The Messy Person’s Guide to a Tidy House: Part 7

From the moment that children realise that they can smear both you and the walls with their first purees, children are obsessed with literally making their mark on the world.  Whether you have a craft box, wardrobe, or room, having children almost inevitably leads to craft clutter.  And craft clutter can drown you in glitter and beads faster than you can say ‘pass me the glue gun and put down those googly eyes’. Stop ignoring the paper-mâché elephant in the room and set aside some time to tackle the craft monster ……. 

Step 1: Centralise your Stash
Go around the house and retrieve all the bits and pieces that belong in the craft area that have made their way around your house.  All the scraps of coloured paper in the hallway cupboard and standby crayons in the wardrobe.  They don’t live there anymore.  Allocate an area in your house that from this point forward will only house your craft materials.

Step 2: Sort and Store
Sort out your items and put ‘like with like’.  This means that all your scrapbooking paper and tools belong together just as the sewing things and the children’s craft things do.  You may have a few things such as scissors and glue that belong with multiple groups.  These things should be put in their own group.
Next, you’ll need to find a way of storing them.  Now that you have taken an inventory, you will have a better idea of what you’ll need to store it all.  Drawers are fabulous, but if you don’t have loads of boxes and drawers, then you can easily fashion your own storage boxes out of cardboard cereal boxes (or other boxes you find around the house) wrapped in coloured paper.  They fit together well and the height can be adjusted for your craft item simply with a Stanley knife.  Be aware that messy glues and paint should be kept in plastic containers.  Glitter should be treated with the same caution as biochemical waste and stored accordingly.  The common items you put aside (such as scissors) should be stored in a central area which is easy to access.

Step 3: Label?
Don’t be tempted to skip this step.  It is arguably the most valuable step in preventing the craft area from descending into chaos once more.  Labelling can be as simple as gluing a sample of the craft item onto the front of the drawer or box or hand writing a label.  Once each item is clearly labelled, everyone will know where things belong and will have no excuse not to return them to their rightful homes.

Ok, so now you can step back and give yourself a pat on the back for creating a craft space masterpiece.  That was the easy part.  Next comes the really difficult task and that is educating the rest of the family.  This may take a while, but sometimes the threat of losing any work that is left lying around is incentive enough to follow the rules.  The easiest and most effective way I’ve found in minimising your craft clutter is to reduce the amount of ‘stuff’ that finds its way out of this area.  Let your children know that there are now rules for any craft project that they wish to create.  Print them out and stick them to the inside craft door if you must.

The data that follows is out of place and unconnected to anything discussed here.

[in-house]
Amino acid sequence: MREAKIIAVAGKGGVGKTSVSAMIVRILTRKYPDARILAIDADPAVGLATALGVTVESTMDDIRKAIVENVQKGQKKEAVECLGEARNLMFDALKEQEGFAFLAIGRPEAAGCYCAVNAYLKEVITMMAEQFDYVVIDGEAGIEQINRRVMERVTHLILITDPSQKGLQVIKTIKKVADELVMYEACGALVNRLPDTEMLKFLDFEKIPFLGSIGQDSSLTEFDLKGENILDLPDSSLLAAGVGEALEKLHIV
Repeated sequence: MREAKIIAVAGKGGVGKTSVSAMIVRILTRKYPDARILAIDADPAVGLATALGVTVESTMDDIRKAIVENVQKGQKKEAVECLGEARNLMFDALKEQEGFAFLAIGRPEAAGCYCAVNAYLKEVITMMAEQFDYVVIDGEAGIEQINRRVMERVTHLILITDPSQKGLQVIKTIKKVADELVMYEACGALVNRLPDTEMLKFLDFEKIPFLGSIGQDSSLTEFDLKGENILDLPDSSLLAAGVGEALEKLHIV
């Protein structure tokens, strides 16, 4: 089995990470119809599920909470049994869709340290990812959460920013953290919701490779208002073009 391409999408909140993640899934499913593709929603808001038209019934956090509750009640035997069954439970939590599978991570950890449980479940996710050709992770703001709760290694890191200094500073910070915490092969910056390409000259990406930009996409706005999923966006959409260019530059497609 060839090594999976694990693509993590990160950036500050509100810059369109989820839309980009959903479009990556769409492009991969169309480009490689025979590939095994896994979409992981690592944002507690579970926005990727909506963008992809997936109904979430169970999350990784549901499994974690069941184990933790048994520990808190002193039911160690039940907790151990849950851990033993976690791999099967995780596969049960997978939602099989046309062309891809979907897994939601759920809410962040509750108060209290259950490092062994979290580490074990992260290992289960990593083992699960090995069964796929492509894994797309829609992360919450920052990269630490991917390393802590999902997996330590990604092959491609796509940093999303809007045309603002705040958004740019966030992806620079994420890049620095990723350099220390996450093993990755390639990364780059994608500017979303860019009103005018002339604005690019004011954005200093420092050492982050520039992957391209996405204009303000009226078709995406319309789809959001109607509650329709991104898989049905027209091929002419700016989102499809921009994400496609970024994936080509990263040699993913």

Rule 1:  Take only what you need
If you let your children have free access to this area, ask them to guestimate the amount of craft pieces they will need to complete a project and take only that quantity to their work area.  If they require more materials, then they can always retrieve more, but it’s far easier to put 2 spare beads back in their box than it is to separate 200 beads from 100 googly eyes after your little darlings become bored of the project or have gone to bed.

Rule 2: Unfinished projects must be stored appropriately
We all know that you can’t rush creative genius and sometimes projects can last for days or even weeks at a time.  At the end of each day (or before dinner if the dining table is being used), make sure all the materials needed for the project are stored together.  We have a tray at our place that everyone knows is a work in progress.  The tray fits into the wardrobe nicely, but I don’t mind if it spends the night in the children’s rooms if they’re going to work on it again in the morning.
You may find that have multiple projects going on at the same time.  If you don’t have the space for multiple trays, then I strongly recommend that you invest in some large zip-lock bags.  Large bags can hold a number of materials and be stored vertically like books.  My mother in law uses them for holding her knitting patterns, wool and needles, but I’ve also used them for creating craft ‘activity packs’ for my children when we go on holidays.  Just make sure you make a note of where you are in your project and label it before storing it back in the craft area.

Rule 3:  The craft area is ONLY for craft materials
This sounds pretty simple, but it’s amazing how quickly things can unravel when you’re in a rush and there are people coming over or your little ‘angels’ have thrown their masterpieces willy-nilly on top of all your supplies.  Finished works are considered ‘art’ and should be treated as such (even if that ‘art’ never gets displayed).  If you designate that craft area as only for craft materials, then you will always know where you can find an emergency pom pom when you need one.

This episode of The Messy Person’s Guide was kindly supplied by the ever organised Selina Brooks of Icadoo. Selina and Icadoo can be found here on Facebook, or sorting and tidying just about everything over here on the Icadoo Blog.

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